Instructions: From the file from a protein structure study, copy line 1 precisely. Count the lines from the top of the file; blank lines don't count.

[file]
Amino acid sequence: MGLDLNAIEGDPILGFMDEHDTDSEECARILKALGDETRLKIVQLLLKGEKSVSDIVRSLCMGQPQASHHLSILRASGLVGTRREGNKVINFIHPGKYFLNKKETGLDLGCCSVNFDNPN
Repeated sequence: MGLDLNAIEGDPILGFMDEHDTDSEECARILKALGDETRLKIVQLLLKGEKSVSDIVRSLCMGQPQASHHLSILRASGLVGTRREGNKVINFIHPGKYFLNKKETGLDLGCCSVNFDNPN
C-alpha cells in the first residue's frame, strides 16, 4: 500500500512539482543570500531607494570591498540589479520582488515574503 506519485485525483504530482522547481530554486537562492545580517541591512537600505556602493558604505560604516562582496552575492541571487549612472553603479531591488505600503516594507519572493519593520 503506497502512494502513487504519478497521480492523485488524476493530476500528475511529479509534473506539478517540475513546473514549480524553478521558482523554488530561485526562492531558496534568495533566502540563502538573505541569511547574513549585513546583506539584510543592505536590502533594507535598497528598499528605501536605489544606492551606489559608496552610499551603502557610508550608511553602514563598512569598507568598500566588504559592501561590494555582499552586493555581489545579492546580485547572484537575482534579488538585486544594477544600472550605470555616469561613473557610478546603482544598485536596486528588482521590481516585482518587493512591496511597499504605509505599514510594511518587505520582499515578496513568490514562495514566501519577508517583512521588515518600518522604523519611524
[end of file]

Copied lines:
Amino acid sequence: MGLDLNAIEGDPILGFMDEHDTDSEECARILKALGDETRLKIVQLLLKGEKSVSDIVRSLCMGQPQASHHLSILRASGLVGTRREGNKVINFIHPGKYFLNKKETGLDLGCCSVNFDNPN